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City Council Votes To Support Funding New Mega Hospital

Monday December 21st, 2015, 11:39pm

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Mega hospital rendering

The decision to fund a mandatory 10% of Windsor-Essex’s new mega hospital has moved forward.

City council deliberated over a four hour period whether to consider raising $200 million, but the topic of funding was often lost in a discussion about the already-decided-on location of the new hospital.

Mayor Drew Dilkens initially attempted to keep the discussion on the topic of funding, but allowed the location debate to continue. Dilkens noted having received many emails over the weekend, but stated the purpose of today’s meeting was not to choose the location of the hospital, but to agree or disagree on supporting funding.

Mega hospital steering committee co-chair Dave Cooke said for health care reasons and economical issues it made more sense to move forward with a new hospital. He noted that a study some years back revealed a renovation of Hotel Dieu Downtown would have cost around $1 billion, and to rebuild Met hospital on its parking lot, the total for two hospitals would have been over two billion dollars.

Windsor Regional Hospital CEO David Musyj noted that the new hospital, compared to the existing two hospitals, will have a 45% increase in square footage. He said the current buildings occupy 1.1 million square feet, while the new hospital will be comprised of 1.6 million square feet.

Musyj said in order to move to the next phase, a commitment would need to be made.

“We have to show the province we’re serious about this project and moving forward,” he said.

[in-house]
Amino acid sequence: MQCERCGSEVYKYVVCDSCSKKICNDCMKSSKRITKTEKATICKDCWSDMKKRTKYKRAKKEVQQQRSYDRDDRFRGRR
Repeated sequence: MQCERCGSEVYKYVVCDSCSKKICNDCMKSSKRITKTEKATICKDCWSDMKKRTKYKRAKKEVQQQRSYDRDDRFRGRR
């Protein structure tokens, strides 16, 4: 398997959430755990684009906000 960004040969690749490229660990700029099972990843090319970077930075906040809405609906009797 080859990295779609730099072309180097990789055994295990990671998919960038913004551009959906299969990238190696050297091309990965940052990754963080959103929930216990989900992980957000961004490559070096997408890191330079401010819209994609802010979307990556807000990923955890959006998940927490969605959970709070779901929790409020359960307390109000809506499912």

However Citizens for an Accountable Mega-Hospital Planning Process spokesperson Philippa von Ziegenweidt said the process needs more citizen input.

“It is so frustratingly undemocratic that council has refused to hear from its constituents,” said von Ziegenweidt.

She asked how Ward 2 councillor John Elliott could support the new hospital which will be 20km from where his constituents reside and noted, “80% of Windsor residents will live further away [from the new hospital] than their current locations.”

Von Ziegenweidt pointed to the city’s written plans which she said stress core development and the redevelopment of brown-fields. She asked why the hospital was being built on undeveloped land and in an area in which the city’s plan says should not be developed until a city population increase warrants it.

However she said her group does support a new hospital.

“But what makes no sense at all is rushing the decision today,” she said.

Councillor Irek Kusmercziuk called the process of adding hospital decisions to the budget debate with mere days in advance “not right”.

After hours of discussion, councillor Fred Francis moved to agree to funding the hospital in principle, and to negotiate the split of funding dollars with the county.

The motion passed.

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